“Just in Sequence” (JIS) is a good way to supply material to high-mix, low-volume production. It combines well with “Just in Time” (JIT) and “Ship to Line” (STL), but neither are a prerequisite for Just in Sequence. In this series of posts I would like to talk about what Just in Sequence is, how it works, and what to be aware of. This first post details the basics of Just in Sequence production.
What Is Just in Sequence?
The basic idea is quite straightforward. Parts and components needed for production are delivered just in the sequence they are needed. Ideally, the person assembling the components does not have to choose from different parts, but merely picks the next part in the supply queue for assembly.
The prime example is (as often) in the automotive industry. Due to the large number of options in automotive, there is a low-volume, high-mix production where every car is different. Hence, the part type has to match the main product. This is commonly done for vehicle doors. Naturally, the color of the door has to match the color of the rest of the car. If the doors are supplied just in the right sequence, the worker simply has to mount the next door and everything will be fine.
You could in theory extend the sequence to sub-components. In other words, you have an initial sequence of the main car bodies, so you produce the doors just in sequence for the main body and then produce the door handles just in sequence to the doors that are in sequence to the main body. However, the longer such a sequence runs, the more complex it will be. Since Just in Sequence is not easy to begin with, try to avoid this indirect sequencing until at least your direct sequencing runs reasonably trouble free.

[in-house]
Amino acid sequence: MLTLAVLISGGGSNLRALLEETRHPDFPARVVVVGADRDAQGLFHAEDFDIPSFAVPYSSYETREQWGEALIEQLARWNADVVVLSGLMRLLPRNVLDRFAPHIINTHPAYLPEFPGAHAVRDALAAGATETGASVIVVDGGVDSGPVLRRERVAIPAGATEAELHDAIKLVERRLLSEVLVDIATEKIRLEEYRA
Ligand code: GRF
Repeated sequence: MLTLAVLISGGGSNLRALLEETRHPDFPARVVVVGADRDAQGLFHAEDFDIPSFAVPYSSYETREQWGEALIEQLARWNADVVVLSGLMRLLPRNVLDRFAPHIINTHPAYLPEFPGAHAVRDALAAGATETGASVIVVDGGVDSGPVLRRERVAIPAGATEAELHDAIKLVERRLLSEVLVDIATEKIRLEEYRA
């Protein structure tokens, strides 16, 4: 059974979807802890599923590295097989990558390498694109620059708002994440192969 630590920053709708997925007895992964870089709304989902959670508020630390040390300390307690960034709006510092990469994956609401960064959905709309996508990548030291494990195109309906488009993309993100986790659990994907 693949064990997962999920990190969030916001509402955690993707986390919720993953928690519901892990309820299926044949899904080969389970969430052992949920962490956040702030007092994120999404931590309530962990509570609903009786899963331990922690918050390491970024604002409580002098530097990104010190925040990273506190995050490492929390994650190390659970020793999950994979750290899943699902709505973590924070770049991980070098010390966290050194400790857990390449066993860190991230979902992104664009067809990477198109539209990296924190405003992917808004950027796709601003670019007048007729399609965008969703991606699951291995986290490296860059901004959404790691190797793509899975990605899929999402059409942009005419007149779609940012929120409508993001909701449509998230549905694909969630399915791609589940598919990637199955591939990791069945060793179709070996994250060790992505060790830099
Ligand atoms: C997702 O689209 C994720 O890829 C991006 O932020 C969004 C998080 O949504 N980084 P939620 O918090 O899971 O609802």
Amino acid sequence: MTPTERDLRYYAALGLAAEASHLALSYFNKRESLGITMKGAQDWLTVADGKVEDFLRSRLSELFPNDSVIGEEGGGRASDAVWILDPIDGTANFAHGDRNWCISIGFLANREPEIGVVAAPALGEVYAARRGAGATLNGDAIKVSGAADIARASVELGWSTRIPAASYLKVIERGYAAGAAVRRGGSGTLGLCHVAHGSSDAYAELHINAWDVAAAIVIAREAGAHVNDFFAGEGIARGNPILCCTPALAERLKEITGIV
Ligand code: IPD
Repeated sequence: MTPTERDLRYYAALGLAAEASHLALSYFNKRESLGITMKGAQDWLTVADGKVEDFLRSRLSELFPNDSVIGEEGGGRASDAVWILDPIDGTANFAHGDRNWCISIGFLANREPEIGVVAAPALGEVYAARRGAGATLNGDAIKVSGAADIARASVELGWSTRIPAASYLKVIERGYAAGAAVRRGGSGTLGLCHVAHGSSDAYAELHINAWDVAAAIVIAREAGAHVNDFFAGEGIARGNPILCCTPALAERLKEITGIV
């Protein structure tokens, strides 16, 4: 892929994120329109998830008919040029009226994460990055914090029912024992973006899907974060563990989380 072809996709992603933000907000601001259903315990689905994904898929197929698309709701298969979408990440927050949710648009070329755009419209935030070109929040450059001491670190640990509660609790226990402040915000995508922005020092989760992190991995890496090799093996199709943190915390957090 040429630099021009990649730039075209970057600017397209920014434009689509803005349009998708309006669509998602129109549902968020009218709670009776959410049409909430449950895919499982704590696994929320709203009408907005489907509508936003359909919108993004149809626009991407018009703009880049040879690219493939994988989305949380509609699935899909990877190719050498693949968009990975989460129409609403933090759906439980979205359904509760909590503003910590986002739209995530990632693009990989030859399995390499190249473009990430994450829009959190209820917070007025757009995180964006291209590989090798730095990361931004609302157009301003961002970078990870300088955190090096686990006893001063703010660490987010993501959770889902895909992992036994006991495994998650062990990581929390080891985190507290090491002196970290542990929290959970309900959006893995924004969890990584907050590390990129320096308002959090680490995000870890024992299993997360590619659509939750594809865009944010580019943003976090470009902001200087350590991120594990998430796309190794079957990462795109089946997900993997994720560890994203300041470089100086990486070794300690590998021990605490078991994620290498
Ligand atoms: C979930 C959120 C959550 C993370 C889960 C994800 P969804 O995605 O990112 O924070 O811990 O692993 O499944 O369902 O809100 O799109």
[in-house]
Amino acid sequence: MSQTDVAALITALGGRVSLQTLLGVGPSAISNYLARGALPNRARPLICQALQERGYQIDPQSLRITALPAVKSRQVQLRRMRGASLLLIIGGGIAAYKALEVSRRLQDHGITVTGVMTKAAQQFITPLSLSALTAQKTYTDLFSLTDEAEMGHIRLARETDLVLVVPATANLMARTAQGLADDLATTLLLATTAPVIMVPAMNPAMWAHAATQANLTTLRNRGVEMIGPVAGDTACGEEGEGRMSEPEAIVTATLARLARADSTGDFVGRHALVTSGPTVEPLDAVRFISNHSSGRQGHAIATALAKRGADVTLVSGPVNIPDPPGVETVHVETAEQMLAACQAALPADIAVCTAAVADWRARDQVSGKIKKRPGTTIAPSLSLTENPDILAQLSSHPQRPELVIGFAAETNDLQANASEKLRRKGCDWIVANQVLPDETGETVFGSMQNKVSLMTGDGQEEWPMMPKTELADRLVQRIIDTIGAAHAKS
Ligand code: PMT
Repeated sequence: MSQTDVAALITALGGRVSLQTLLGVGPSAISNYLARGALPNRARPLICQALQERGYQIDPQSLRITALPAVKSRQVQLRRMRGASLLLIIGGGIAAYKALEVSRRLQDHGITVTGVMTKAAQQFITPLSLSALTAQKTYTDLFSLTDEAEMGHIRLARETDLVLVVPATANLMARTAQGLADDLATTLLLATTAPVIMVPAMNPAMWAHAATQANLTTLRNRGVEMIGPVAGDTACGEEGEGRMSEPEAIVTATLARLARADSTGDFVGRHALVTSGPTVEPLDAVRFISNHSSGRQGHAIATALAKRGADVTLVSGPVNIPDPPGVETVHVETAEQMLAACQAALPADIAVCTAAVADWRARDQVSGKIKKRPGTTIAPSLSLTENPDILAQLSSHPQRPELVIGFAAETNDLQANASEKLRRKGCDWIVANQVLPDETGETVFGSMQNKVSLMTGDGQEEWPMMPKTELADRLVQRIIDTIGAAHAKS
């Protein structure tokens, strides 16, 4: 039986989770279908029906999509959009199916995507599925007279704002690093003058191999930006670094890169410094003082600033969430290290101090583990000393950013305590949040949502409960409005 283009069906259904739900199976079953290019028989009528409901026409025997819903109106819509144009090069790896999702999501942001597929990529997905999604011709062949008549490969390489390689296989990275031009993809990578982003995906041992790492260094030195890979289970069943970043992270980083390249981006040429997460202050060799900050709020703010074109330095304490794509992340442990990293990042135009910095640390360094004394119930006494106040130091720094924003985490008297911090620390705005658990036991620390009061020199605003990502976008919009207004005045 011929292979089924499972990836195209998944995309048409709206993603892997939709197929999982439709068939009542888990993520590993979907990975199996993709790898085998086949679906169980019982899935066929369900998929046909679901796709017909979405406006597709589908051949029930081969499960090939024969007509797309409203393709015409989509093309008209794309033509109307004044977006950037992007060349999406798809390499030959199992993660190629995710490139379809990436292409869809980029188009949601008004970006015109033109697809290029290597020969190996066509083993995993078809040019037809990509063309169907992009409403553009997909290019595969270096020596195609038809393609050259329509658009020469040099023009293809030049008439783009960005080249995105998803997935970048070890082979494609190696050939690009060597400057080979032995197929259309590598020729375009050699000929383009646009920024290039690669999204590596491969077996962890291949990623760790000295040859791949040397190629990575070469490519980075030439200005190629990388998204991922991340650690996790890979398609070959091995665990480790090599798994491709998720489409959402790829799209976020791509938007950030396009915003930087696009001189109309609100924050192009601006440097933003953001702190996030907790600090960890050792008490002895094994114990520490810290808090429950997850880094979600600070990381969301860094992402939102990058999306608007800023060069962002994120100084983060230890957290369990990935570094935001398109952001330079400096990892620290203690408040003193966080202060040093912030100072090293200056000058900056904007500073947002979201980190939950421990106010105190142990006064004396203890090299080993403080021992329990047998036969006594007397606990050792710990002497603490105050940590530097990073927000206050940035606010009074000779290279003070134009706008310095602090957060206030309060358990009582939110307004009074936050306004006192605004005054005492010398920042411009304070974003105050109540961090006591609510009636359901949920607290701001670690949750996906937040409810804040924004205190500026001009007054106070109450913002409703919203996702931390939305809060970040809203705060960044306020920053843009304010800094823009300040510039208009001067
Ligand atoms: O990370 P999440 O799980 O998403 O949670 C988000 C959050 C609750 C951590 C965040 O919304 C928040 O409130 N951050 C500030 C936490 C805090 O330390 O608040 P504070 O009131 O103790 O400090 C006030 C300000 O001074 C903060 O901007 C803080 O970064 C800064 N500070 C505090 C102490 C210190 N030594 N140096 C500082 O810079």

On a side note, cars are usually painted together with their doors, but the doors are then removed again for ease of access for other assemblies. Only toward the end are the doors reinstalled. Hence, the doors in automotive merely have to maintain the sequence in which they are painted, which is together with the rest of the car body. Other examples of Just in Sequence are the seats, the dashboards, and many other parts of the car. In particular, the seats are often delivered from a nearby supplier just in sequence.
What Are the Alternatives?
The more variants you have, the more cumbersome it will be to have them all in the supermarket. Take again the car doors. Sure, there are some standard colors that are common, but there are also lots of other rarer colors. You cannot keep all colors in stock in a supermarket. Hence, this option works only for a combination or small number of variants and small physical part size.
The inventory could have many parts of popular colors, and have the number of less popular colors that match the demand. On the downside, this approach may require quite a bit of walking and searching for the right part. But it works too.
Different Types of Just in Sequence
There are different ways to create a sequence.
Pick to Sequence
One option is pick to sequence. This is pretty much the same as the large inventory mentioned above. You have an inventory, and a worker (or a computer system) picks the required parts from the inventory and creates a sequence.
The worker (or computer) would need to know the sequence of production, and then simply select the matching parts for this sequence in the right order. Often, a small buffer is added between the picking and the actual assembly to reduce waiting times of both the pickers (if the main line is slower) and the main line (if the picker is slower). On the plus side, if you have the parts in the inventory, this approach is most flexible to adjust for short-term changes in the sequence.